mace (n.1)

"heavy one-handed metal weapon, often with a spiked head, for striking," c. 1300, from Old French mace "a club, scepter" (Modern French massue), from Vulgar Latin *mattea (source also of Italian mazza, Spanish maza "mace"), from Latin mateola (in Late Latin also matteola) "a kind of mallet." The Latin word perhaps is cognate with Sanskrit matyam "harrow, club, roller," Old Church Slavonic motyka, Russian motyga "hoe," Old High German medela "plow" [de Vaan, Klein].

As a ceremonial symbol of authority or office, a scepter or staff having somewhat the form of a mace of war, it is attested from mid-14c. Related: Mace-bearer.

mace (n.2)

"spice made from dry outer husk of nutmeg," late 14c., from Old French macis (in English taken as a plural and stripped of its -s), a word of uncertain origin, sometimes said to be a scribal error for Latin macir, the name of a red spicy bark from India, but OED finds this etymology unlikely.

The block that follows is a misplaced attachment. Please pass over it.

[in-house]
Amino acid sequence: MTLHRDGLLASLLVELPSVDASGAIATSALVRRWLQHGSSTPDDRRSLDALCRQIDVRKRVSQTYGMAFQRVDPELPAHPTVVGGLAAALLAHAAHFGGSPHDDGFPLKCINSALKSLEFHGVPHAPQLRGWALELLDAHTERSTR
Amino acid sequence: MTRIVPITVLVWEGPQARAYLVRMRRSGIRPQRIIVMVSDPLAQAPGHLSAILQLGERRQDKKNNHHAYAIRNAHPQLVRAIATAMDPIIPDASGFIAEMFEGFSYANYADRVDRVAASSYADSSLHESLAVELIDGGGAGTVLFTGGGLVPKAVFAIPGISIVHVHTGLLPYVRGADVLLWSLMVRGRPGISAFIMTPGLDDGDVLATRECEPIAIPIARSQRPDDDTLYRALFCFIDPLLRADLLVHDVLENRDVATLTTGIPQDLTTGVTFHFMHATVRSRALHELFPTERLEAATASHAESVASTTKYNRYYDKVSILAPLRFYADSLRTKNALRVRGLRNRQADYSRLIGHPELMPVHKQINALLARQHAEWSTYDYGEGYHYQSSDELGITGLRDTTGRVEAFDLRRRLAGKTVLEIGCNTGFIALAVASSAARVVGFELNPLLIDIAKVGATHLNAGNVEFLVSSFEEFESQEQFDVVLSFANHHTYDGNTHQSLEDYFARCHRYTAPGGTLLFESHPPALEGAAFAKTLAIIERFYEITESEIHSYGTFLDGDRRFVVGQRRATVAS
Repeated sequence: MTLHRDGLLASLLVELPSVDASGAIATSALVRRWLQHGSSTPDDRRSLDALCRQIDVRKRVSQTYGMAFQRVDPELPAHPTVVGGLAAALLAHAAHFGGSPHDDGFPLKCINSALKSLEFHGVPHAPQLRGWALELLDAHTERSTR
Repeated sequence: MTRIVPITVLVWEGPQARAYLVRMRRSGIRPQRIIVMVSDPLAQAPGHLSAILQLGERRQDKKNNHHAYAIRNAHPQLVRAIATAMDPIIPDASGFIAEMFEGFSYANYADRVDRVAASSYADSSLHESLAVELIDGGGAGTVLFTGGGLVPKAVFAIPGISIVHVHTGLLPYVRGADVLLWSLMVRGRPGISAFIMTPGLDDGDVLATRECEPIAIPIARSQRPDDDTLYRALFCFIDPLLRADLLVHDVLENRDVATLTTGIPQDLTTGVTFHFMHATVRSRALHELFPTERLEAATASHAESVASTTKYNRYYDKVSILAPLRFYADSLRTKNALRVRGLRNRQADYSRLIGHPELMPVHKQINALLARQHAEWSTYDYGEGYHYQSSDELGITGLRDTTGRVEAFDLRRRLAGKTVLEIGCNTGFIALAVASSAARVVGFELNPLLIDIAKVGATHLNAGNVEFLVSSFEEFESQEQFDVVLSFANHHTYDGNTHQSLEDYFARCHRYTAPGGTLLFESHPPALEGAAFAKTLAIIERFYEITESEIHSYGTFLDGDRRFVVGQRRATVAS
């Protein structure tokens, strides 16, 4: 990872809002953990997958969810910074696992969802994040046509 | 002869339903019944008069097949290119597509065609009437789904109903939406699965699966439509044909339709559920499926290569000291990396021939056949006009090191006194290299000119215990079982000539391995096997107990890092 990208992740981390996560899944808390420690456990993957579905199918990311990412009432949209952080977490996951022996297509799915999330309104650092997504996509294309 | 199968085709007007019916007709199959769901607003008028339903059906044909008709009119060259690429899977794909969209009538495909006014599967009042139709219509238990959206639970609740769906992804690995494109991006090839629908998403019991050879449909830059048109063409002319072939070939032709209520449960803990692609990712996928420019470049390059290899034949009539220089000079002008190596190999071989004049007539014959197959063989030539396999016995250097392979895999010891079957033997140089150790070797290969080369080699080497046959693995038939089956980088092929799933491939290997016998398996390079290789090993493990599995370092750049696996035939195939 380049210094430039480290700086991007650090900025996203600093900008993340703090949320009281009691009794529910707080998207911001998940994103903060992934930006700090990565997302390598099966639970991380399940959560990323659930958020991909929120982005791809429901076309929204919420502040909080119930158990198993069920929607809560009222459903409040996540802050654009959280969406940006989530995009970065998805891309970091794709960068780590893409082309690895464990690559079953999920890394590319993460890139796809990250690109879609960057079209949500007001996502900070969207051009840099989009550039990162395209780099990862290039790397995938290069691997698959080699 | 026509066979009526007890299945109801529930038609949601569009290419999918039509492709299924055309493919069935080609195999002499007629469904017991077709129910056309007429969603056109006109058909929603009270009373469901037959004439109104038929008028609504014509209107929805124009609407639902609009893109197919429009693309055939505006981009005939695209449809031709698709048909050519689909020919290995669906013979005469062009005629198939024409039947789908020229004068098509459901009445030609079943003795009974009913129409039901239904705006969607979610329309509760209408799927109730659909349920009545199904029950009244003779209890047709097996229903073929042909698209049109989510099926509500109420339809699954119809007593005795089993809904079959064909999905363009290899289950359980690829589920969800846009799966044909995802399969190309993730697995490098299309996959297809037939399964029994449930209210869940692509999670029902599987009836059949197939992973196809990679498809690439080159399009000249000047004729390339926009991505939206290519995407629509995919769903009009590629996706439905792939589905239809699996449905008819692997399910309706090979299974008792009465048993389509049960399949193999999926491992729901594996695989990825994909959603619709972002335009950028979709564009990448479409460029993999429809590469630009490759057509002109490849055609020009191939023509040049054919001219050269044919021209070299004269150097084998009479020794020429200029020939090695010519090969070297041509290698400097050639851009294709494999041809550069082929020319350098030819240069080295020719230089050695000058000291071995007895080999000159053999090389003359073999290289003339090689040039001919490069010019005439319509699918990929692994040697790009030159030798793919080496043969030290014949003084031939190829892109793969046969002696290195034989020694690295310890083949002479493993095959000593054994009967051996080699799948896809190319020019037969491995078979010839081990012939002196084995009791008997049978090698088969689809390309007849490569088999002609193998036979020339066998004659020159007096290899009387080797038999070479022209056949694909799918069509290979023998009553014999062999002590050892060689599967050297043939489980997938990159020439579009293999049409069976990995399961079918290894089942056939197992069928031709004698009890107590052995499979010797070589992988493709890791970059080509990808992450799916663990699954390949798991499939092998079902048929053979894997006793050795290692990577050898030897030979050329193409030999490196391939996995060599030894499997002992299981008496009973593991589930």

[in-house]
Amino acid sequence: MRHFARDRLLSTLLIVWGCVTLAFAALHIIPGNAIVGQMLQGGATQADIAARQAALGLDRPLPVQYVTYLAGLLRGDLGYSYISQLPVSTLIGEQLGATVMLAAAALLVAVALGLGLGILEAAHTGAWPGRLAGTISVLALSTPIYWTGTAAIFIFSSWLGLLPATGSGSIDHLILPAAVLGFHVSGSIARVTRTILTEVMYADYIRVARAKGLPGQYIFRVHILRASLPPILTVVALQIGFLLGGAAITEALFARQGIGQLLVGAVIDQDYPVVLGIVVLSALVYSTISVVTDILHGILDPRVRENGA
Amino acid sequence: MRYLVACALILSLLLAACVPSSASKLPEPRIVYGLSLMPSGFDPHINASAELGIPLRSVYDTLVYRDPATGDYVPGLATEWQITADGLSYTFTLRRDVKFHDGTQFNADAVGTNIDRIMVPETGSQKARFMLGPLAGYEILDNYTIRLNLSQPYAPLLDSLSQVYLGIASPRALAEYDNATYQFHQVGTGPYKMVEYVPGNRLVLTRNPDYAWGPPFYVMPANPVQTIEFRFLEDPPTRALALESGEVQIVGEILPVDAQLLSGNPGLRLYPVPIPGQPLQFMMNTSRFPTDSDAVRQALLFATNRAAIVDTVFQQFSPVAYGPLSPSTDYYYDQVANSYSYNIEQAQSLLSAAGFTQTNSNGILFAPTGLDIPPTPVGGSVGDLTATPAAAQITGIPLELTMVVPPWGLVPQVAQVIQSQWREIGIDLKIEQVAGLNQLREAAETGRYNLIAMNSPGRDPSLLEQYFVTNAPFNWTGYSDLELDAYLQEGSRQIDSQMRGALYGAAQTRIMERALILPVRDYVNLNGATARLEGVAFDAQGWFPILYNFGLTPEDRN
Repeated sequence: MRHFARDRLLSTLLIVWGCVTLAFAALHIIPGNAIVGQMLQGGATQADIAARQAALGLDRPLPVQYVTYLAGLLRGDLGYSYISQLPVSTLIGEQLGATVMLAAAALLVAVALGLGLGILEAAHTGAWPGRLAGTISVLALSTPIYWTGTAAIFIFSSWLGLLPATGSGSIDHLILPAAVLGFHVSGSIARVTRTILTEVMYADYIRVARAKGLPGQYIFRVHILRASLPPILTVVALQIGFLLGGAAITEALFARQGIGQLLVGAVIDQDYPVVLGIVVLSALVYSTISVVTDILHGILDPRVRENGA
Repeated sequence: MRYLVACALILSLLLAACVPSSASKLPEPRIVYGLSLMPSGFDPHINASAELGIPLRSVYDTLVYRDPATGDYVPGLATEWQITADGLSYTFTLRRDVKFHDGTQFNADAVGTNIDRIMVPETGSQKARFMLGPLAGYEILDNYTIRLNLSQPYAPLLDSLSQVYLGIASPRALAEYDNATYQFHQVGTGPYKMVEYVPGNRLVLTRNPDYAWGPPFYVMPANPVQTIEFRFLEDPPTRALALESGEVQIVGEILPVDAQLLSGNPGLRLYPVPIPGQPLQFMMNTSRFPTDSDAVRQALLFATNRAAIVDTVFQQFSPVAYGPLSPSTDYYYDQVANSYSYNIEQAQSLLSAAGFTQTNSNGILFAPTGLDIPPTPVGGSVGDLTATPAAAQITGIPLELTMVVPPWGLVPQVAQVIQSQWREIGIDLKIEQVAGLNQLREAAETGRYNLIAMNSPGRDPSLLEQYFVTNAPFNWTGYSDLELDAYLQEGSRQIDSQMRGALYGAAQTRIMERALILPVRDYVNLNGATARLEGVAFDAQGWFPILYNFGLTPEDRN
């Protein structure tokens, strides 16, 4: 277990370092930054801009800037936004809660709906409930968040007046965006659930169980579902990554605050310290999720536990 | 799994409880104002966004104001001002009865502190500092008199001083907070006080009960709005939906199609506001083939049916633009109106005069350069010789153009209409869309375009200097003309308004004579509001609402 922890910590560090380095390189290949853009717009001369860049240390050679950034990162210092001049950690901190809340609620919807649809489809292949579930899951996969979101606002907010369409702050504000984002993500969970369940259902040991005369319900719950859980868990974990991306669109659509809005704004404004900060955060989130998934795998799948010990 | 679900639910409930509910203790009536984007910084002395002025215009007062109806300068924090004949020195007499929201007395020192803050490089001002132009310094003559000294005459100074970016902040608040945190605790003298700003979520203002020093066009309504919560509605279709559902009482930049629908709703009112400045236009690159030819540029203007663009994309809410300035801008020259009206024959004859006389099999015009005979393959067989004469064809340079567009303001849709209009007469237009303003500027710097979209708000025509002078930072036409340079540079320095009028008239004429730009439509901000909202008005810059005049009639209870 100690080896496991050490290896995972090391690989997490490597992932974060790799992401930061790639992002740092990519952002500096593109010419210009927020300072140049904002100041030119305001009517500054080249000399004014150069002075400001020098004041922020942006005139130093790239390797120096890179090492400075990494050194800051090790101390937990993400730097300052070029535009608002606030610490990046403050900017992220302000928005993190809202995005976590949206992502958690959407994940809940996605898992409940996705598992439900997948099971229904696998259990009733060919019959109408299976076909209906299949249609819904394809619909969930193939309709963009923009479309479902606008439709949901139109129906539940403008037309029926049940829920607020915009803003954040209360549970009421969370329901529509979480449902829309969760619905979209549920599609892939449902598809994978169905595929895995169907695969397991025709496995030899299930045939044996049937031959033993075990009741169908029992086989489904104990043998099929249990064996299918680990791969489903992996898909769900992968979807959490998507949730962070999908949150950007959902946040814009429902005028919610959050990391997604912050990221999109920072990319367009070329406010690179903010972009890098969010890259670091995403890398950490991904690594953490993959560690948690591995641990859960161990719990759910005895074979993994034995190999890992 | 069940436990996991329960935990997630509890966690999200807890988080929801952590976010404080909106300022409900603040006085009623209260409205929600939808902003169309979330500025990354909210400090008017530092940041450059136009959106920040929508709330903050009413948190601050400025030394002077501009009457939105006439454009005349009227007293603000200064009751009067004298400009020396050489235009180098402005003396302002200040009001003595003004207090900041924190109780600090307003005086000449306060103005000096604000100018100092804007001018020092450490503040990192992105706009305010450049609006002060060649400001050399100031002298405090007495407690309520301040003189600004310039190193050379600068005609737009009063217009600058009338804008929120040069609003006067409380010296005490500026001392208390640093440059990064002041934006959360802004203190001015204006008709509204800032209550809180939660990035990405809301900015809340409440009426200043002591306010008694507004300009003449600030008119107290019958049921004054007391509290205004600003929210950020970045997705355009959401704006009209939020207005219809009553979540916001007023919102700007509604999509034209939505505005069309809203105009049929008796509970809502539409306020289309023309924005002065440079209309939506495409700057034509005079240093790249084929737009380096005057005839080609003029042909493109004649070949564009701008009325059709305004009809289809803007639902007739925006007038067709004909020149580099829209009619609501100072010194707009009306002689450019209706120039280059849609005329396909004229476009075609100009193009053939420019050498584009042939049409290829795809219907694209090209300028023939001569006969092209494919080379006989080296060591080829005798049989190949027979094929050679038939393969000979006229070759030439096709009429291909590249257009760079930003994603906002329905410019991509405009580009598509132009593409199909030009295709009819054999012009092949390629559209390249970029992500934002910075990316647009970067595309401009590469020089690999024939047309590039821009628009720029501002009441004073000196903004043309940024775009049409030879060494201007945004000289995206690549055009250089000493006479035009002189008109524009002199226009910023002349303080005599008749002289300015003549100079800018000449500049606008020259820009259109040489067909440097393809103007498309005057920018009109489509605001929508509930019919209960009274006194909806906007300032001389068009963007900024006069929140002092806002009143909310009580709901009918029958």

Mace (n.3)

chemical spray originally used in riot control, 1966, technically Chemical Mace, a proprietary name (General Ordnance Equipment Corp, Pittsburgh, Pa.), probably so called for its use as a weapon, in reference to mace (n.1). The verb, "to spray with Mace,"  is attested by 1968. Related: Maced; macing.

updated on December 10, 2018